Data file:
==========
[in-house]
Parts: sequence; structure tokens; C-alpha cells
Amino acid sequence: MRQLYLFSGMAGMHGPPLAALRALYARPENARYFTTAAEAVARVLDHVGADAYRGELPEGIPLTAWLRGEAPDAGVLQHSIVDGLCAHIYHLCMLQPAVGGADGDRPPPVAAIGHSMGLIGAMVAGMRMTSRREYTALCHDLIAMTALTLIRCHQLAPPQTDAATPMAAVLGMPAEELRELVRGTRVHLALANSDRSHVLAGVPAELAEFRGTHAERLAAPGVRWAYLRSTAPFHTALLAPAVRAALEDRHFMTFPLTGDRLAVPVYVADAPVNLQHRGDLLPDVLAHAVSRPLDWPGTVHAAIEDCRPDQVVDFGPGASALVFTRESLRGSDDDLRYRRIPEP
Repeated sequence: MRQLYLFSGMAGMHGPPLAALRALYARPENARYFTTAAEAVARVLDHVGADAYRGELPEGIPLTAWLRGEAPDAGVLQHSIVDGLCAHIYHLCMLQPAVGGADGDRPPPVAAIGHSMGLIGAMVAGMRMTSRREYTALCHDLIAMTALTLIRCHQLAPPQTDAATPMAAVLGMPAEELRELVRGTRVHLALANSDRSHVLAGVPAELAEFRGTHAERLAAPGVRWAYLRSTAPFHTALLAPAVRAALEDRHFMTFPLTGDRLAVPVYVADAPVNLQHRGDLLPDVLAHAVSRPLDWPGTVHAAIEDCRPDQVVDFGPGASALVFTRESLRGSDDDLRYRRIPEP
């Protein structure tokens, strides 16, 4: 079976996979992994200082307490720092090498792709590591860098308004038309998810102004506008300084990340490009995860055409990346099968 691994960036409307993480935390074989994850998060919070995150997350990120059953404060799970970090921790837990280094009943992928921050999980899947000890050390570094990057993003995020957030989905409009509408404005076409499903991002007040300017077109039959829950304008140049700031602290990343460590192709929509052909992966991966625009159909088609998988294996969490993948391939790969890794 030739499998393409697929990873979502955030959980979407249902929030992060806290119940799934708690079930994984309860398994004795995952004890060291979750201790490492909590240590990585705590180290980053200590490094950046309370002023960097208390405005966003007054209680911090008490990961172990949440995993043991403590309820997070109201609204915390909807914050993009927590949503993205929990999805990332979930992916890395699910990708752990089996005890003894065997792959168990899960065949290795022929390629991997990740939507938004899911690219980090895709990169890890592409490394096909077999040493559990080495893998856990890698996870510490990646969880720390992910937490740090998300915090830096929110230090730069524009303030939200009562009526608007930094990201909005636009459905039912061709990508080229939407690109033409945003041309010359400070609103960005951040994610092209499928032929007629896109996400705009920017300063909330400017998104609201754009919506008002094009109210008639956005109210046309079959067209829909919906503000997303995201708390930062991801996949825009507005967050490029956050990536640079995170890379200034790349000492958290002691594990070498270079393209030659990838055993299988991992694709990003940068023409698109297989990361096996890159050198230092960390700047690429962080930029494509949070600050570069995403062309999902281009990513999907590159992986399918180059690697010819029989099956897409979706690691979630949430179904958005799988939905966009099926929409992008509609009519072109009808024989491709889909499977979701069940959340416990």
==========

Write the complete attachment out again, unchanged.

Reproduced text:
[in-house]
Parts: sequence; structure tokens; C-alpha cells
Amino acid sequence: MRQLYLFSGMAGMHGPPLAALRALYARPENARYFTTAAEAVARVLDHVGADAYRGELPEGIPLTAWLRGEAPDAGVLQHSIVDGLCAHIYHLCMLQPAVGGADGDRPPPVAAIGHSMGLIGAMVAGMRMTSRREYTALCHDLIAMTALTLIRCHQLAPPQTDAATPMAAVLGMPAEELRELVRGTRVHLALANSDRSHVLAGVPAELAEFRGTHAERLAAPGVRWAYLRSTAPFHTALLAPAVRAALEDRHFMTFPLTGDRLAVPVYVADAPVNLQHRGDLLPDVLAHAVSRPLDWPGTVHAAIEDCRPDQVVDFGPGASALVFTRESLRGSDDDLRYRRIPEP
Repeated sequence: MRQLYLFSGMAGMHGPPLAALRALYARPENARYFTTAAEAVARVLDHVGADAYRGELPEGIPLTAWLRGEAPDAGVLQHSIVDGLCAHIYHLCMLQPAVGGADGDRPPPVAAIGHSMGLIGAMVAGMRMTSRREYTALCHDLIAMTALTLIRCHQLAPPQTDAATPMAAVLGMPAEELRELVRGTRVHLALANSDRSHVLAGVPAELAEFRGTHAERLAAPGVRWAYLRSTAPFHTALLAPAVRAALEDRHFMTFPLTGDRLAVPVYVADAPVNLQHRGDLLPDVLAHAVSRPLDWPGTVHAAIEDCRPDQVVDFGPGASALVFTRESLRGSDDDLRYRRIPEP
């Protein structure tokens, strides 16, 4: 079976996979992994200082307490720092090498792709590591860098308004038309998810102004506008300084990340490009995860055409990346099968 691994960036409307993480935390074989994850998060919070995150997350990120059953404060799970970090921790837990280094009943992928921050999980899947000890050390570094990057993003995020957030989905409009509408404005076409499903991002007040300017077109039959829950304008140049700031602290990343460590192709929509052909992966991966625009159909088609998988294996969490993948391939790969890794 030739499998393409697929990873979502955030959980979407249902929030992060806290119940799934708690079930994984309860398994004795995952004890060291979750201790490492909590240590990585705590180290980053200590490094950046309370002023960097208390405005966003007054209680911090008490990961172990949440995993043991403590309820997070109201609204915390909807914050993009927590949503993205929990999805990332979930992916890395699910990708752990089996005890003894065997792959168990899960065949290795022929390629991997990740939507938004899911690219980090895709990169890890592409490394096909077999040493559990080495893998856990890698996870510490990646969880720390992910937490740090998300915090830096929110230090730069524009303030939200009562009526608007930094990201909005636009459905039912061709990508080229939407690109033409945003041309010359400070609103960005951040994610092209499928032929007629896109996400705009920017300063909330400017998104609201754009919506008002094009109210008639956005109210046309079959067209829909919906503000997303995201708390930062991801996949825009507005967050490029956050990536640079995170890379200034790349000492958290002691594990070498270079393209030659990838055993299988991992694709990003940068023409698109297989990361096996890159050198230092960390700047690429962080930029494509949070600050570069995403062309999902281009990513999907590159992986399918180059690697010819029989099956897409979706690691979630949430179904958005799988939905966009099926929409992008509609009519072109009808024989491709889909499977979701069940959340416990």